Talk is cheap, if to the wrong person
Since it became known that the City of Prince Rupert was not planning to change its mill rate, and Mayor Mussallem was pointing the finger at BC Assessments for a potential tax increase, there has been a lot of impassioned talk on the streets about tax bills climbing because council seems ignorant of the fact that they set the mill rate and thus control how much people pay.
Given the feedback from the columns that filled this page two weeks ago, I expected at least some show of opposition to the idea of keeping the mill rate the same when I showed up to the March 10 council meeting. But walking through the chamber doors, the seats were as empty as always and, with the exception of Larry Golden who often asks council questions, not a single person seemingly has anything to say about a potential eight per cent increase in taxes.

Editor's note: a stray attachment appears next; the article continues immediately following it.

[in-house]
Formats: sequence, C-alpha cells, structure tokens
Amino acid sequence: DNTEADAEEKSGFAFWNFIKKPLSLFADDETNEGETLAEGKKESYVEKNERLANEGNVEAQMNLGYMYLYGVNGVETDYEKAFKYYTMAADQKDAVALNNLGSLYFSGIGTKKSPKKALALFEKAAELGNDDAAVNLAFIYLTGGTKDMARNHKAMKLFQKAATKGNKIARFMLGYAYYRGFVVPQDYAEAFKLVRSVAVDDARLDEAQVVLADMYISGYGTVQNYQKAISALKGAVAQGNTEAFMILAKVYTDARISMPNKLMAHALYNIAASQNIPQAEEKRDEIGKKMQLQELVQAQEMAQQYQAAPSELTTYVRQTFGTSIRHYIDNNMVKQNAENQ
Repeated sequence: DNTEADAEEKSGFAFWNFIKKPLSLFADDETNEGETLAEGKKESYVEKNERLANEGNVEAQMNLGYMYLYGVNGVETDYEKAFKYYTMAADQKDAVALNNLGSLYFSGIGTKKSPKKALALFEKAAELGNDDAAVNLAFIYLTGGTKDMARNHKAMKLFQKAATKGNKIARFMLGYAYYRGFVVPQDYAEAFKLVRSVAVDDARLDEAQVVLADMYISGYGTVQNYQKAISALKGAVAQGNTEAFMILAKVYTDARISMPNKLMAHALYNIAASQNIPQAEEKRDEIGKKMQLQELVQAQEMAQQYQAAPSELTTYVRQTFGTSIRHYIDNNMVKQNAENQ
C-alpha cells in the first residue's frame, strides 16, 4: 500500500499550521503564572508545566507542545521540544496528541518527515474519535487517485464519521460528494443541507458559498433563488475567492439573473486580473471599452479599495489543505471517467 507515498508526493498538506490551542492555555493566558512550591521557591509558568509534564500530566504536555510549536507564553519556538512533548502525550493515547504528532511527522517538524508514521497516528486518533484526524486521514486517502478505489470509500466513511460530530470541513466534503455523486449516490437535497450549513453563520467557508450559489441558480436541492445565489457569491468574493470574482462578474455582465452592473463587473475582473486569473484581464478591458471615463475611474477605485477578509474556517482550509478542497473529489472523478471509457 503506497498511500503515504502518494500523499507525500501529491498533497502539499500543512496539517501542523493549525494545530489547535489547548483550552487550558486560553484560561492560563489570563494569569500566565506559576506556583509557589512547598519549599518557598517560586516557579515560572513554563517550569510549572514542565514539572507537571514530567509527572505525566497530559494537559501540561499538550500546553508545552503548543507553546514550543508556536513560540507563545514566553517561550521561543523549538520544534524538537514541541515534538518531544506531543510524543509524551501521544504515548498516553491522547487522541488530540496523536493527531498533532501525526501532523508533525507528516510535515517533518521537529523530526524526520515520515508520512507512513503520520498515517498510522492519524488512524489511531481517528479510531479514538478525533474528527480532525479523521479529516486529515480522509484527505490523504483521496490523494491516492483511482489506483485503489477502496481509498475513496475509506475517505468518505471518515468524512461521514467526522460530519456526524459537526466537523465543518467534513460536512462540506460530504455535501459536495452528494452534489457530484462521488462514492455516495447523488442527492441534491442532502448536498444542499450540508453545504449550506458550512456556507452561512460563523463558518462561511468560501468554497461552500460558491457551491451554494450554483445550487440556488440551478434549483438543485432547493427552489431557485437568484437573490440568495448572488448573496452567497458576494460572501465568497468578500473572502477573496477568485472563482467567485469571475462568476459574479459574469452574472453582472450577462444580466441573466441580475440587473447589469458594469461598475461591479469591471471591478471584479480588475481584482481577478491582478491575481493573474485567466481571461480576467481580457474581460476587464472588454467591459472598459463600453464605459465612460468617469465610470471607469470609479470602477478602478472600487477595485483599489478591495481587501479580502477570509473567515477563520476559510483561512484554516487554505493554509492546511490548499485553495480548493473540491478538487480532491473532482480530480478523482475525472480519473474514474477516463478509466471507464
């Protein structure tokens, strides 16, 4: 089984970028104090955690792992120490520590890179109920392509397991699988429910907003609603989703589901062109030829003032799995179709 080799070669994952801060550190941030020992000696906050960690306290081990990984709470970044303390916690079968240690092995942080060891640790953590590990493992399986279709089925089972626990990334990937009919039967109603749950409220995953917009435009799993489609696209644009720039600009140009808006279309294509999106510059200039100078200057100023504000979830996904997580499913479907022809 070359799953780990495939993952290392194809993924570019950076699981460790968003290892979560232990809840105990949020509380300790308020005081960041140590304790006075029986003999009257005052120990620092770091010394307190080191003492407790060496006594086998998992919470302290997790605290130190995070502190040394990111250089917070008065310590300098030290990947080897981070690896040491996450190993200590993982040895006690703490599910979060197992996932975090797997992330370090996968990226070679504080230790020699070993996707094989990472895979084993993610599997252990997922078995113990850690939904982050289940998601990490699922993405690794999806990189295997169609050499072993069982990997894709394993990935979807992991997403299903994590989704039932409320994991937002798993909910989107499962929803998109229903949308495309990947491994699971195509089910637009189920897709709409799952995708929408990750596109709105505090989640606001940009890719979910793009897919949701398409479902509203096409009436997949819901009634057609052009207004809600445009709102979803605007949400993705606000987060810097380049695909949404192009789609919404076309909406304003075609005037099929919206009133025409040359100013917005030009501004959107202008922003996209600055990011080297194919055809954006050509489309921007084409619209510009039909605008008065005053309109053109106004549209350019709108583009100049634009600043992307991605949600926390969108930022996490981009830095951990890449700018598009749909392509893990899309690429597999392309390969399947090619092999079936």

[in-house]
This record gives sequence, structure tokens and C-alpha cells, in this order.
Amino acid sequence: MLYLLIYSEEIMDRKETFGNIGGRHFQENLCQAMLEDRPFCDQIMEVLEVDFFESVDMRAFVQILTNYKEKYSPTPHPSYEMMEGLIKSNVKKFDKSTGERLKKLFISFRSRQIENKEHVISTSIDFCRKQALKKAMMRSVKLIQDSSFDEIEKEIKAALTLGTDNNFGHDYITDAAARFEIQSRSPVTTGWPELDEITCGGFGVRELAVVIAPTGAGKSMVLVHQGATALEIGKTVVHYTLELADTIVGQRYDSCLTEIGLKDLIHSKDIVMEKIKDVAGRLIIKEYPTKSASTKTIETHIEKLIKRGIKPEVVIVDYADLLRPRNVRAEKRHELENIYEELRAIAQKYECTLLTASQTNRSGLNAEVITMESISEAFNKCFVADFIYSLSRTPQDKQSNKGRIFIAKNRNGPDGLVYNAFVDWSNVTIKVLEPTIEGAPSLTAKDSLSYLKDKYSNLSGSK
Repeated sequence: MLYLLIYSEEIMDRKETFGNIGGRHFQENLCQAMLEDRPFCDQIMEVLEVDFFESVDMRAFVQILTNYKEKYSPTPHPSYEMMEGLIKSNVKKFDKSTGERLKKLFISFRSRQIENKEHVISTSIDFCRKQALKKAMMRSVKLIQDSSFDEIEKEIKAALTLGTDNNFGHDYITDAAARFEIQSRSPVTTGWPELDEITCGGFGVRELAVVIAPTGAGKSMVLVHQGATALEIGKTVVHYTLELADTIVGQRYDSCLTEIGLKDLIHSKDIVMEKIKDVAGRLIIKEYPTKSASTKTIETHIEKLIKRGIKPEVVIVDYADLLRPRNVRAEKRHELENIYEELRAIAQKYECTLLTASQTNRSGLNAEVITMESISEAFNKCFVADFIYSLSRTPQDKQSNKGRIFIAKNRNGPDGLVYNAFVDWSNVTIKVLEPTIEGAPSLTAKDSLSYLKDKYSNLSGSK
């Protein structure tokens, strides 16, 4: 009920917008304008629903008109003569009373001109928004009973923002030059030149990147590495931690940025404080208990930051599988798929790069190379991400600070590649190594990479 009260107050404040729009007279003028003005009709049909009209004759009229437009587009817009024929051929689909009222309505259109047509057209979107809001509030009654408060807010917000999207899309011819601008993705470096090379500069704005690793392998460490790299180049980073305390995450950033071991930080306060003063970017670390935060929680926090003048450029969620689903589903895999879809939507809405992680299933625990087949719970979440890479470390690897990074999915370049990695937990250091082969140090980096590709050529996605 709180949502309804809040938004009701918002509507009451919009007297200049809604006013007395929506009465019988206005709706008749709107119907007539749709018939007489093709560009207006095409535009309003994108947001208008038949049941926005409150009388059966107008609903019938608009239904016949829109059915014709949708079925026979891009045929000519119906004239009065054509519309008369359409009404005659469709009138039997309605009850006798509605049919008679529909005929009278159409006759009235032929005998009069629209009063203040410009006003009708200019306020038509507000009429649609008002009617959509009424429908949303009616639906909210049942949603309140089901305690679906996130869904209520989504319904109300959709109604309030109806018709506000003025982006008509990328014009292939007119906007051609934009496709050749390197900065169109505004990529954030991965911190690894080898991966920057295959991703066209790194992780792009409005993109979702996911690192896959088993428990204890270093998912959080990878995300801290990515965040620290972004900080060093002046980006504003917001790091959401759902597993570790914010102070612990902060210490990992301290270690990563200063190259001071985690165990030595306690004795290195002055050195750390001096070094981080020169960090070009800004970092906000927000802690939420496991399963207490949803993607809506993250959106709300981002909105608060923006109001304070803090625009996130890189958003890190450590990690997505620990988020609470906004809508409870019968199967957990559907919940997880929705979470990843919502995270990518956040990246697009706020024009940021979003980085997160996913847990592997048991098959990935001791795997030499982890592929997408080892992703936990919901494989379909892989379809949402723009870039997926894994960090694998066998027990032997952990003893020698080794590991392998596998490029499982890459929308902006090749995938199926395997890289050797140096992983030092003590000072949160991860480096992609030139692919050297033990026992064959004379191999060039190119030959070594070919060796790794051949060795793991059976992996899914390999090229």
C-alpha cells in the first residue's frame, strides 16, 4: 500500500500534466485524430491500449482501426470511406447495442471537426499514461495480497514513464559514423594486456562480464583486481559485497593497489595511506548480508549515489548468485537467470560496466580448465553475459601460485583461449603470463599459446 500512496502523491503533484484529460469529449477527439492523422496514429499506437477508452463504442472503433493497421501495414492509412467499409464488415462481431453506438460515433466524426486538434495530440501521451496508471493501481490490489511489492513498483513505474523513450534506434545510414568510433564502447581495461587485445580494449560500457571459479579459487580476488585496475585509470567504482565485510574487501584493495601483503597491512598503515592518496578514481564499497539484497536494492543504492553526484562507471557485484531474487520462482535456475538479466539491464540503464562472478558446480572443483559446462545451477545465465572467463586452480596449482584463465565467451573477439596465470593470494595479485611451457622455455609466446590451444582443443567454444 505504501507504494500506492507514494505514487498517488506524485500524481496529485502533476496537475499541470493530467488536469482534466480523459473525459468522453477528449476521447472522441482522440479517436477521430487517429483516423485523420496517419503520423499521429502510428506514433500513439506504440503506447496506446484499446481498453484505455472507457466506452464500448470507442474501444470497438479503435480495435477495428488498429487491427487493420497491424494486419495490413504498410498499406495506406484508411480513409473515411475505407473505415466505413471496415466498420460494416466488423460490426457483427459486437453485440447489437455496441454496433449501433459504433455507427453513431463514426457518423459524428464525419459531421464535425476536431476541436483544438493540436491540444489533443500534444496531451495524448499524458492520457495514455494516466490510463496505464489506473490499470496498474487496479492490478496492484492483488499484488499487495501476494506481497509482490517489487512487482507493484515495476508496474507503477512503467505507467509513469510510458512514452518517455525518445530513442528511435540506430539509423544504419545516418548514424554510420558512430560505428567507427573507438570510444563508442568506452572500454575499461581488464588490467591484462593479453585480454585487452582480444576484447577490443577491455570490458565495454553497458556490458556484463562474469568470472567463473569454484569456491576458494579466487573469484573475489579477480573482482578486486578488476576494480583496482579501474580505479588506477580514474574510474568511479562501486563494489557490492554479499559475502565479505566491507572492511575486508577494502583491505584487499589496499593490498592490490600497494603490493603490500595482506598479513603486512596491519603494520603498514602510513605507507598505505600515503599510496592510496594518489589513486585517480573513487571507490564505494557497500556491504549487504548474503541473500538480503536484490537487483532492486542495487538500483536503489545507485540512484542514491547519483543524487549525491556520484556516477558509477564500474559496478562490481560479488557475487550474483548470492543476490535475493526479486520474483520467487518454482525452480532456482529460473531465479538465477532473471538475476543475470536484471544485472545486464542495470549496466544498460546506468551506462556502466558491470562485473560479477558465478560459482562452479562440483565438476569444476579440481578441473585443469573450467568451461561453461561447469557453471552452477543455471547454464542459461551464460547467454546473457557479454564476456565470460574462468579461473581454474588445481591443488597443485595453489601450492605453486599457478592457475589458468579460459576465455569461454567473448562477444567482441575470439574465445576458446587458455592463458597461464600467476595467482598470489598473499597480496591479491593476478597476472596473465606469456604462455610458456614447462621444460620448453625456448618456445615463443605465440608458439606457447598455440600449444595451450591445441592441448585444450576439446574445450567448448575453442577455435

Nothing at all, meaning council was given no indication that their idea of leaving the mill rate the same is a bad one.
The public hearing on the budget held last Monday was a chance for people to give feedback, instead council was essentially given the green light to proceed.
Looking through social media and keeping an ear to the street, there is no doubt people have concerns about what council is proposing. The problem here is that talk on the street doesn't always find its way into council chambers.
The reality is that if you have an issue with something the City of Prince Rupert or your elected officials are doing, the only way things are going to change is by going to them directly. Complaining about it to those who aren't directly involved will almost certainly have no result whatsoever.
Apathy and municipal politics is nothing new. It's been around since, well, since municipal politics began. But this is your city, your tax dollars and your quality of life.
If you want change, the first step is to speak to those who can facilitate it.